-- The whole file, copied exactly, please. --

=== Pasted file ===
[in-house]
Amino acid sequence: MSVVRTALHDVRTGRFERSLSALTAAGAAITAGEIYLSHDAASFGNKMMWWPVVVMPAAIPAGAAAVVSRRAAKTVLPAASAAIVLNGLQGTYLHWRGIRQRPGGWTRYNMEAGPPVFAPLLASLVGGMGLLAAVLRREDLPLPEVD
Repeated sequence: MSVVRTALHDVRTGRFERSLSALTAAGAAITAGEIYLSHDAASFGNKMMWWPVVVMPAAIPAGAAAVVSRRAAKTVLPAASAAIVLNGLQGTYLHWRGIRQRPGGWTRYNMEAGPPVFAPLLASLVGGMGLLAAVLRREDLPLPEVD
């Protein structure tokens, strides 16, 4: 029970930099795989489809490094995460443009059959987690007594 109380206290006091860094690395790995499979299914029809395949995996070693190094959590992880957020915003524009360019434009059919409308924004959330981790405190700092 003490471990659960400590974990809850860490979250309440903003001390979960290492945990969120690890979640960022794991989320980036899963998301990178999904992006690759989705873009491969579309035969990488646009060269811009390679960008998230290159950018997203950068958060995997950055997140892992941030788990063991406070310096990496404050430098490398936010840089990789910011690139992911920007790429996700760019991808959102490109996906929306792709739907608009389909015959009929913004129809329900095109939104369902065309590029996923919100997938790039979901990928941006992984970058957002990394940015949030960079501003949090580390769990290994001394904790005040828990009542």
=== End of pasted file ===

[in-house]
Amino acid sequence: MSVVRTALHDVRTGRFERSLSALTAAGAAITAGEIYLSHDAASFGNKMMWWPVVVMPAAIPAGAAAVVSRRAAKTVLPAASAAIVLNGLQGTYLHWRGIRQRPGGWTRYNMEAGPPVFAPLLASLVGGMGLLAAVLRREDLPLPEVD
Repeated sequence: MSVVRTALHDVRTGRFERSLSALTAAGAAITAGEIYLSHDAASFGNKMMWWPVVVMPAAIPAGAAAVVSRRAAKTVLPAASAAIVLNGLQGTYLHWRGIRQRPGGWTRYNMEAGPPVFAPLLASLVGGMGLLAAVLRREDLPLPEVD
């Protein structure tokens, strides 16, 4: 029970930099795989489809490094995460443009059959987690007594 109380206290006091860094690395790995499979299914029809395949995996070693190094959590992880957020915003524009360019434009059919409308924004959330981790405190700092 003490471990659960400590974990809850860490979250309440903003001390979960290492945990969120690890979640960022794991989320980036899963998301990178999904992006690759989705873009491969579309035969990488646009060269811009390679960008998230290159950018997203950068958060995997950055997140892992941030788990063991406070310096990496404050430098490398936010840089990789910011690139992911920007790429996700760019991808959102490109996906929306792709739907608009389909015959009929913004129809329900095109939104369902065309590029996923919100997938790039979901990928941006992984970058957002990394940015949030960079501003949090580390769990290994001394904790005040828990009542």